Family Medical Leave Act-Is it working for all Employees and Employers???
In 1993, President Bill Clinton established the Family Medical Leave Act which allows certain employees up to 12 weeks unpaid, job protected leave for a year. The Act was designed to help employees balance their work and family responsibilities by allowing the employee to take reasonable unpaid leave for certain family members and medical reasons. This could include a husband or wife to take time off to care for a new infant or adopted child. It could include a man or woman needing time off to care for a loved one, like a child, parent, or themselves. FMLA applies to all public agencies, all public and private schools, and companies with 50 or more employees. There are still uncertainties around FMLA and whether it’s being abused by some and needed by others. For example, an employee who needs time off for maternity leave but is only a part-time worker is not covered under FMLA. This employee is not guaranteed their position back after they take a leave of absence unless they meet the required hours of work and their company is covered under FMLA. Another employee who works full time and wants time off for Christmas and New Years but uses the FMLA to cover the days off as sick time, is misusing the act as a form of holiday pay. Comparing the two situations, one is needed more than the other. The first one might not be able to take off the recommended 6 weeks for maternity leave just because they are a part-time employee. In the second situation, the employee is abusing the system because they want time off for holiday and it’s not really a medical problem. I’m going to be looking at the pros and cons’s of FMLA and establish whether this Act is something that should continue with most companies with no changes or if the Act needs to be enhanced so that it better serves full time and part time employees and all employers. The first thing to discuss is the criteria that must be met by the employer and employee under FMLA. For the employer, the following must be met in order for their company to be covered by FMLA; the employer has to let the employee know if they are covered under FMLA. The employer also has to give reasons to why they are not covered in case the employee has questions pertaining to FMLA. This might affect the type of employees that the employer can recruit because most employees would want to make sure they have plenty of time off for emergencies. The employer needs to post the Employee Rights and Responsibilities under the Family Medical Leave Act guide poster in a visible place within the buildings of the company, business, or institution. The employer has to explain FMLA and other relevant company policies to the employees which happen normally during orientation. The Employer needs to provide health benefits and other benefits that would be given, as it is to people on disability. This includes health insurance for the family of the employee. The last thing the employer has to do for their employees under FMLA is keep the employees job for up to 12 weeks. If the position had to be filled while the employee is on leave, then the same position with the same pay and same level will be given to the employee upon their return.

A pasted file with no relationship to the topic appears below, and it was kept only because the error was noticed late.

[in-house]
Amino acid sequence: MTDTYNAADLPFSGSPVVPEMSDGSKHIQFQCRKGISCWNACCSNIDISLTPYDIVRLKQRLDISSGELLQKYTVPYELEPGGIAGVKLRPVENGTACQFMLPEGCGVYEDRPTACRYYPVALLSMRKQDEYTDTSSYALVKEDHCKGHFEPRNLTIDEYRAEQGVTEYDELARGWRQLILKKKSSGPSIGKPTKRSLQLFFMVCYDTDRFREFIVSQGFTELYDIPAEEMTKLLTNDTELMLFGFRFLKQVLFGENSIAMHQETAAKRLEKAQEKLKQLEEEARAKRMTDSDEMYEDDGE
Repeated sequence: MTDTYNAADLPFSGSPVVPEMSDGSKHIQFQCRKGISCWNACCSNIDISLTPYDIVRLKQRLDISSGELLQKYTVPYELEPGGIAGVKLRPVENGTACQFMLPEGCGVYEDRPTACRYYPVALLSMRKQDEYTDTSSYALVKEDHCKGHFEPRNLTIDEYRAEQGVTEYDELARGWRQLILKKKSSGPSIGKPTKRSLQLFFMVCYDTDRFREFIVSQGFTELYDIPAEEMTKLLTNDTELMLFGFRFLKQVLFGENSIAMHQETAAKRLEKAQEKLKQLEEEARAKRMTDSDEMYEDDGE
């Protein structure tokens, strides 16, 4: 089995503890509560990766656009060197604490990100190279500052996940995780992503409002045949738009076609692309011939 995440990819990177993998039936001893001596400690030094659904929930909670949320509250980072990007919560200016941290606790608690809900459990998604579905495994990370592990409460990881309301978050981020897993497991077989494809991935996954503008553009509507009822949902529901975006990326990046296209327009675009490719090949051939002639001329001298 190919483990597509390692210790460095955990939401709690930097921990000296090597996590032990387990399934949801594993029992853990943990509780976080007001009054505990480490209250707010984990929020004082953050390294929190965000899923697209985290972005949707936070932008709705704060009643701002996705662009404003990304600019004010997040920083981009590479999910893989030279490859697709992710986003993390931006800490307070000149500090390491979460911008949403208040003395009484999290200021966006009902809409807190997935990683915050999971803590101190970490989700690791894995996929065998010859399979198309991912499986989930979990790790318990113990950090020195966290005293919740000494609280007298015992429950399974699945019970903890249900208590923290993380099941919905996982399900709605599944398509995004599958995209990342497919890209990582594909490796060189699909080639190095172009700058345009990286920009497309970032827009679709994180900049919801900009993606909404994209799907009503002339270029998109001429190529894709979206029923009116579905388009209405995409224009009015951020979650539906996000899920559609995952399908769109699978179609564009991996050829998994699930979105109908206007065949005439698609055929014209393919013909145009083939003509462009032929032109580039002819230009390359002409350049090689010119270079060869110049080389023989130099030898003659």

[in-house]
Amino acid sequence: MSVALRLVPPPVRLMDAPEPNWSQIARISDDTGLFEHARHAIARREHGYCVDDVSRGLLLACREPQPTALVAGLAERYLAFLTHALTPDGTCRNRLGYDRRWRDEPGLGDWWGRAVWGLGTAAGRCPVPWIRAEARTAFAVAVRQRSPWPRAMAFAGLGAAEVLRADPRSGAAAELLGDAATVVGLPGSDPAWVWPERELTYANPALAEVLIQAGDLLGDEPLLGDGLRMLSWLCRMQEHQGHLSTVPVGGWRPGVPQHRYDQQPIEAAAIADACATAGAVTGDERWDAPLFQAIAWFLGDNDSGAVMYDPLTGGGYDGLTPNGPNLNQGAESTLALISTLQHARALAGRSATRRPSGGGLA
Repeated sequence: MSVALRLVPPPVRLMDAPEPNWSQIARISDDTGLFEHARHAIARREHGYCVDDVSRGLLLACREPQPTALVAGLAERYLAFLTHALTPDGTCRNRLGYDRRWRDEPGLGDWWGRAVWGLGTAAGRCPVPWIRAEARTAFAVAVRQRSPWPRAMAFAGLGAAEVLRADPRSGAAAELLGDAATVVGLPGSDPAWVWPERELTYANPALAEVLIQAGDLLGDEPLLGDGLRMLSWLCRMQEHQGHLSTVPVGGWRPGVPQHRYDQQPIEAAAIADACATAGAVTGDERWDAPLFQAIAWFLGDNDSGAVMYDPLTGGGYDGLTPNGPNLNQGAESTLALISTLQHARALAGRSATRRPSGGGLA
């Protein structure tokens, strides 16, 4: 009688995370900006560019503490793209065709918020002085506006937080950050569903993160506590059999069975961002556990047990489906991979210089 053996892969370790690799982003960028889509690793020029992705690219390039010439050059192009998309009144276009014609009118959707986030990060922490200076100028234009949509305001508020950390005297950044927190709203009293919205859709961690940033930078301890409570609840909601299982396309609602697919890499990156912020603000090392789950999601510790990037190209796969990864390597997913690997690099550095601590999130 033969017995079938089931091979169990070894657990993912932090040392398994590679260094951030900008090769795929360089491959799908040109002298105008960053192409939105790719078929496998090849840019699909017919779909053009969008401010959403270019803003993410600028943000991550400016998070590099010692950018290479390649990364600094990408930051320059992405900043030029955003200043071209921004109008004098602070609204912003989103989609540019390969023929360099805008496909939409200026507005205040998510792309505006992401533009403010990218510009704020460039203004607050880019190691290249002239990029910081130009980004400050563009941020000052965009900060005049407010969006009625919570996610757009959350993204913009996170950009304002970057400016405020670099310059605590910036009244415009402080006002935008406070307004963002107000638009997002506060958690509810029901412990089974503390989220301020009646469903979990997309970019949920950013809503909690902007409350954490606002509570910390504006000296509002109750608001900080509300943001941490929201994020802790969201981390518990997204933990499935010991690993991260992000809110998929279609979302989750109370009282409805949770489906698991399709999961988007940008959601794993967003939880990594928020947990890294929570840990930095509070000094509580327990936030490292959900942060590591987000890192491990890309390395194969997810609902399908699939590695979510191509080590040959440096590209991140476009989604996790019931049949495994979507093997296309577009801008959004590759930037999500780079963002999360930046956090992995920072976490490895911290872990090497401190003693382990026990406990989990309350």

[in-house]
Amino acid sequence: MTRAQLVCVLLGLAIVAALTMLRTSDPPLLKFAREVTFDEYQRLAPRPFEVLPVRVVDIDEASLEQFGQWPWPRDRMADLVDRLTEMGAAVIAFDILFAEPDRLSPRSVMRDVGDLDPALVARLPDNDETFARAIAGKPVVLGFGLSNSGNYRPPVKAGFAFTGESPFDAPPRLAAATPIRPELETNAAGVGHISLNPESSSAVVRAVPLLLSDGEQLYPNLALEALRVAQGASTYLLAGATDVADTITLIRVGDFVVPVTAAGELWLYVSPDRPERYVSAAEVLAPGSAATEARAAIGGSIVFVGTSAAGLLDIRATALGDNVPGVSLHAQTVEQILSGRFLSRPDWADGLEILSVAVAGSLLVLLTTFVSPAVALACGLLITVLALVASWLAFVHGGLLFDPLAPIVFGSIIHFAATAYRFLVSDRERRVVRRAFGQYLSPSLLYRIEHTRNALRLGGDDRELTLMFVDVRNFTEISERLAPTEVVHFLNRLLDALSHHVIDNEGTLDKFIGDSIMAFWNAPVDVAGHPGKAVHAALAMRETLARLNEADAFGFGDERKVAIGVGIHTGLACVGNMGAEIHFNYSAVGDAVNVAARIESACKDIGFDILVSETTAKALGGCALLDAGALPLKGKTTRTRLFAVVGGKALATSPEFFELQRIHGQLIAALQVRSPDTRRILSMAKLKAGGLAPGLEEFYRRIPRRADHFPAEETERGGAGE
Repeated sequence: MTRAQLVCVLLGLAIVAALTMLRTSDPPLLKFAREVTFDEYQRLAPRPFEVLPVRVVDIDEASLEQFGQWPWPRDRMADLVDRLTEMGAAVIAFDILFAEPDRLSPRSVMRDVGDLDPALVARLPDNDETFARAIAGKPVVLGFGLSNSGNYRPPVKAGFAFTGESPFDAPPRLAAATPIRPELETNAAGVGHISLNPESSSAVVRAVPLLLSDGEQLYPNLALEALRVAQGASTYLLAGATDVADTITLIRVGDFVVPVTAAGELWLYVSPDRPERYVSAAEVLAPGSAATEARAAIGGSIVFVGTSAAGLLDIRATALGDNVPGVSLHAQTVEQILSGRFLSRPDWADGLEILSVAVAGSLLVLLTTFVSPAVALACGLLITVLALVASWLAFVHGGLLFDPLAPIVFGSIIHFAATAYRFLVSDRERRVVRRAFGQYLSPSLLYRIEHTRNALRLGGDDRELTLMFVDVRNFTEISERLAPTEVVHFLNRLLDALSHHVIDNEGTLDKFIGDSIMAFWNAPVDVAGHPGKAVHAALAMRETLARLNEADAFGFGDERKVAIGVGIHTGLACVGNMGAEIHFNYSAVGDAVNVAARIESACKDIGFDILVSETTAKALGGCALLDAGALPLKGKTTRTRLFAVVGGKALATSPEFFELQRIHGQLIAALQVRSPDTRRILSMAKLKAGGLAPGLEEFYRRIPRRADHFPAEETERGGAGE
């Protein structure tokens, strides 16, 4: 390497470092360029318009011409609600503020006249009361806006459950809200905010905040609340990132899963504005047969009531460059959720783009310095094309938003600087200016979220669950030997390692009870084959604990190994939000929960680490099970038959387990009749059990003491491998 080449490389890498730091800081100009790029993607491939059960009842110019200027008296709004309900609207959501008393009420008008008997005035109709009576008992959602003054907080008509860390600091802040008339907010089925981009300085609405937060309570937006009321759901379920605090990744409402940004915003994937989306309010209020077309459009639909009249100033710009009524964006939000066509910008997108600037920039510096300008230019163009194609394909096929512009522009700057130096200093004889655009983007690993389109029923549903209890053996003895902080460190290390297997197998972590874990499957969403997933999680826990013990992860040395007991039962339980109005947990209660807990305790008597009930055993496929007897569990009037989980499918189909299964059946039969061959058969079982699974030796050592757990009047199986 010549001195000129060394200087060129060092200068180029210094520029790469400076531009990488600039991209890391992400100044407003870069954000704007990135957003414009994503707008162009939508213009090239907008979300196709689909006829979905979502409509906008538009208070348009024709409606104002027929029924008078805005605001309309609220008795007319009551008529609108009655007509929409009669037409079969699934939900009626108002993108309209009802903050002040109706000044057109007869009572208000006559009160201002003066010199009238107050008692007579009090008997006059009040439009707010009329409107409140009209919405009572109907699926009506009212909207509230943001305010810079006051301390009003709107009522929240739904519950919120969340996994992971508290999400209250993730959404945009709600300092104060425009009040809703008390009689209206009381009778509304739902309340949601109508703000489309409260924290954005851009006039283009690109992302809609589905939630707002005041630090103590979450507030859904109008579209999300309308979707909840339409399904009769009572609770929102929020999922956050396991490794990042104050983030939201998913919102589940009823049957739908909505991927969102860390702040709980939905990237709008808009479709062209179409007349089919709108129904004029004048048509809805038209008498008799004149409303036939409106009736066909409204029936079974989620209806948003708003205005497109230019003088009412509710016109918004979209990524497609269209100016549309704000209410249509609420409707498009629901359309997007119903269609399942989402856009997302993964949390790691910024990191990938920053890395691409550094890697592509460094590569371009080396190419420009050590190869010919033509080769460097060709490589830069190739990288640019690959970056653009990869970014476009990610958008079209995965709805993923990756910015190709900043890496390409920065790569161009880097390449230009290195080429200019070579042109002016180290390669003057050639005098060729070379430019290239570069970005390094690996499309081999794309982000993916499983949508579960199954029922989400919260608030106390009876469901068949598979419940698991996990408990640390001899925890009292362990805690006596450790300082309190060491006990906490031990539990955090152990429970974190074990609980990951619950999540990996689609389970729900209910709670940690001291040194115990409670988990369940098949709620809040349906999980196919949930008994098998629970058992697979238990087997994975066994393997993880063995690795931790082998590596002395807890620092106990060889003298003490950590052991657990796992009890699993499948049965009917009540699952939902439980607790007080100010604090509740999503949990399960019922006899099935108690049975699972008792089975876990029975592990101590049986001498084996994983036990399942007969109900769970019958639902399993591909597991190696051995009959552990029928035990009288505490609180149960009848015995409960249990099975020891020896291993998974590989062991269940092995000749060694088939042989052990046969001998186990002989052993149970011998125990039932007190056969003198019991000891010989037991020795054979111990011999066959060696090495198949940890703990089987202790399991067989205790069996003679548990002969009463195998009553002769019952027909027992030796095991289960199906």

So what can a company do to limit the abuse of FMLA from an employee? Leave can generally be taken for a serious illness, but groups wanting the law changed say people with minor health problems, such as a broken toe or a cold, are claiming they should get time off. The groups, such as the U.S. Chamber of Commerce and the National Association of Manufacturers, want a more precise description of what would qualify as a serious illness. One suggestion is that the law only covers illnesses serious enough to require 10 or more days off. But supporters of the current law say abuse is rare. They fear that efforts to redefine what qualifies as a serious illness could go too far,...
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